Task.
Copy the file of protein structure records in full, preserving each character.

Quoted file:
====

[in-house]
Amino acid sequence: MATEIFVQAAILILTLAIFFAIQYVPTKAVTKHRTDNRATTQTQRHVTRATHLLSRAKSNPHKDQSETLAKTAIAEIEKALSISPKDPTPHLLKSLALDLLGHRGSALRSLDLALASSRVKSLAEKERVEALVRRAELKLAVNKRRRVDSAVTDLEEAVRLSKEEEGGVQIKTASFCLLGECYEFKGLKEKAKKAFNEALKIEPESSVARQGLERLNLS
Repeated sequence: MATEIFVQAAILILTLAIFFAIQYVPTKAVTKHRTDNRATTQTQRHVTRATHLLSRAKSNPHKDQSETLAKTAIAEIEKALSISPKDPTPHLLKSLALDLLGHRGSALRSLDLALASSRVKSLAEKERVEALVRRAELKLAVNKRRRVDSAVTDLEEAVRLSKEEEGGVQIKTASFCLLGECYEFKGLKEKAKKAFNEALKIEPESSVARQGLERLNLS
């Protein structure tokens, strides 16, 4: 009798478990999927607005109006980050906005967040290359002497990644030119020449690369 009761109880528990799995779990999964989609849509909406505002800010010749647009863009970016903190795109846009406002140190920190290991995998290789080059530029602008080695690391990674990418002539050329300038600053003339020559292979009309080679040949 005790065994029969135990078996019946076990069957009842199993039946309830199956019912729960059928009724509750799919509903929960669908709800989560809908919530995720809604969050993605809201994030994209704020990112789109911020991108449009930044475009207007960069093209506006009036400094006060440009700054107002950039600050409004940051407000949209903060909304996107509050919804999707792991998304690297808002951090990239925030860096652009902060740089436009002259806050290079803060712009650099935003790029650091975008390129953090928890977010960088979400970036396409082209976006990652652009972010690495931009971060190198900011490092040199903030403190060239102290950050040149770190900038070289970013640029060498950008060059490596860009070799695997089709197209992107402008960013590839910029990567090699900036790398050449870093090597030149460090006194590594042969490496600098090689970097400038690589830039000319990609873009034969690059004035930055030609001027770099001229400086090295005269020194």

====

[in-house]
Amino acid sequence: MATEIFVQAAILILTLAIFFAIQYVPTKAVTKHRTDNRATTQTQRHVTRATHLLSRAKSNPHKDQSETLAKTAIAEIEKALSISPKDPTPHLLKSLALDLLGHRGSALRSLDLALASSRVKSLAEKERVEALVRRAELKLAVNKRRRVDSAVTDLEEAVRLSKEEEGGVQIKTASFCLLGECYEFKGLKEKAKKAFNEALKIEPESSVARQGLERLNLS
Repeated sequence: MATEIFVQAAILILTLAIFFAIQYVPTKAVTKHRTDNRATTQTQRHVTRATHLLSRAKSNPHKDQSETLAKTAIAEIEKALSISPKDPTPHLLKSLALDLLGHRGSALRSLDLALASSRVKSLAEKERVEALVRRAELKLAVNKRRRVDSAVTDLEEAVRLSKEEEGGVQIKTASFCLLGECYEFKGLKEKAKKAFNEALKIEPESSVARQGLERLNLS
């Protein structure tokens, strides 16, 4: 009798478990999927607005109006980050906005967040290359002497990644030119020449690369 009761109880528990799995779990999964989609849509909406505002800010010749647009863009970016903190795109846009406002140190920190290991995998290789080059530029602008080695690391990674990418002539050329300038600053003339020559292979009309080679040949 005790065994029969135990078996019946076990069957009842199993039946309830199956019912729960059928009724509750799919509903929960669908709800989560809908919530995720809604969050993605809201994030994209704020990112789109911020991108449009930044475009207007960069093209506006009036400094006060440009700054107002950039600050409004940051407000949209903060909304996107509050919804999707792991998304690297808002951090990239925030860096652009902060740089436009002259806050290079803060712009650099935003790029650091975008390129953090928890977010960088979400970036396409082209976006990652652009972010690495931009971060190198900011490092040199903030403190060239102290950050040149770190900038070289970013640029060498950008060059490596860009070799695997089709197209992107402008960013590839910029990567090699900036790398050449870093090597030149460090006194590594042969490496600098090689970097400038690589830039000319990609873009034969690059004035930055030609001027770099001229400086090295005269020194």